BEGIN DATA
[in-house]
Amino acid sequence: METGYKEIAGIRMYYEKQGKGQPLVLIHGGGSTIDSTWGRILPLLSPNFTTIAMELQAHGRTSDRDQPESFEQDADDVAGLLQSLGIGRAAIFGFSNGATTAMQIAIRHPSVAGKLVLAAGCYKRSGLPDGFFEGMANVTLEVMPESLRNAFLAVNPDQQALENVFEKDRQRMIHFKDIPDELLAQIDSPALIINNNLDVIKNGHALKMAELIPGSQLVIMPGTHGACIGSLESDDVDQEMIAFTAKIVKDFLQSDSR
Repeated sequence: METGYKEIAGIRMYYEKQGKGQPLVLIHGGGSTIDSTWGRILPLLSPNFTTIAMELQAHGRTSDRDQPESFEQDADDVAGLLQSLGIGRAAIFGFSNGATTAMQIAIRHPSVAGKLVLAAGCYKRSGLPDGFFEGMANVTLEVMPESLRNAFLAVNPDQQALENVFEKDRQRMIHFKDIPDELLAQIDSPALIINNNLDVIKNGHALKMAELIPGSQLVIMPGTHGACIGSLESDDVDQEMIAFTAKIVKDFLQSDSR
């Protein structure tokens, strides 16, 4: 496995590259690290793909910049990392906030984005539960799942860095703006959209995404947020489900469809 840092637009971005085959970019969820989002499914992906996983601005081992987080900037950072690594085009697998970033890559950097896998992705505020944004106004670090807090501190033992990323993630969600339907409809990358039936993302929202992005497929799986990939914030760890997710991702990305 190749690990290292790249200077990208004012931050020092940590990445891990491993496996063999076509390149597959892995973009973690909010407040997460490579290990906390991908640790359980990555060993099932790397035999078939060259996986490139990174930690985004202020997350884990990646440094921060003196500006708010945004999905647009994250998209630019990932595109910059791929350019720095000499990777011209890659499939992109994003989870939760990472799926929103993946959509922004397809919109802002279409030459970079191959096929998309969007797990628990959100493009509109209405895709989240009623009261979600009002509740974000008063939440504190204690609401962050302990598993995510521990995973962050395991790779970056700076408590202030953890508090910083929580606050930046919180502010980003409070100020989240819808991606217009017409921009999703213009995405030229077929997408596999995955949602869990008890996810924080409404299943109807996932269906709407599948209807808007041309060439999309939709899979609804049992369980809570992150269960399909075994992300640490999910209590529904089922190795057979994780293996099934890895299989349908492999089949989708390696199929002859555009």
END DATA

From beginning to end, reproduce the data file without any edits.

[in-house]
Amino acid sequence: METGYKEIAGIRMYYEKQGKGQPLVLIHGGGSTIDSTWGRILPLLSPNFTTIAMELQAHGRTSDRDQPESFEQDADDVAGLLQSLGIGRAAIFGFSNGATTAMQIAIRHPSVAGKLVLAAGCYKRSGLPDGFFEGMANVTLEVMPESLRNAFLAVNPDQQALENVFEKDRQRMIHFKDIPDELLAQIDSPALIINNNLDVIKNGHALKMAELIPGSQLVIMPGTHGACIGSLESDDVDQEMIAFTAKIVKDFLQSDSR
Repeated sequence: METGYKEIAGIRMYYEKQGKGQPLVLIHGGGSTIDSTWGRILPLLSPNFTTIAMELQAHGRTSDRDQPESFEQDADDVAGLLQSLGIGRAAIFGFSNGATTAMQIAIRHPSVAGKLVLAAGCYKRSGLPDGFFEGMANVTLEVMPESLRNAFLAVNPDQQALENVFEKDRQRMIHFKDIPDELLAQIDSPALIINNNLDVIKNGHALKMAELIPGSQLVIMPGTHGACIGSLESDDVDQEMIAFTAKIVKDFLQSDSR
């Protein structure tokens, strides 16, 4: 496995590259690290793909910049990392906030984005539960799942860095703006959209995404947020489900469809 840092637009971005085959970019969820989002499914992906996983601005081992987080900037950072690594085009697998970033890559950097896998992705505020944004106004670090807090501190033992990323993630969600339907409809990358039936993302929202992005497929799986990939914030760890997710991702990305 190749690990290292790249200077990208004012931050020092940590990445891990491993496996063999076509390149597959892995973009973690909010407040997460490579290990906390991908640790359980990555060993099932790397035999078939060259996986490139990174930690985004202020997350884990990646440094921060003196500006708010945004999905647009994250998209630019990932595109910059791929350019720095000499990777011209890659499939992109994003989870939760990472799926929103993946959509922004397809919109802002279409030459970079191959096929998309969007797990628990959100493009509109209405895709989240009623009261979600009002509740974000008063939440504190204690609401962050302990598993995510521990995973962050395991790779970056700076408590202030953890508090910083929580606050930046919180502010980003409070100020989240819808991606217009017409921009999703213009995405030229077929997408596999995955949602869990008890996810924080409404299943109807996932269906709407599948209807808007041309060439999309939709899979609804049992369980809570992150269960399909075994992300640490999910209590529904089922190795057979994780293996099934890895299989349908492999089949989708390696199929002859555009």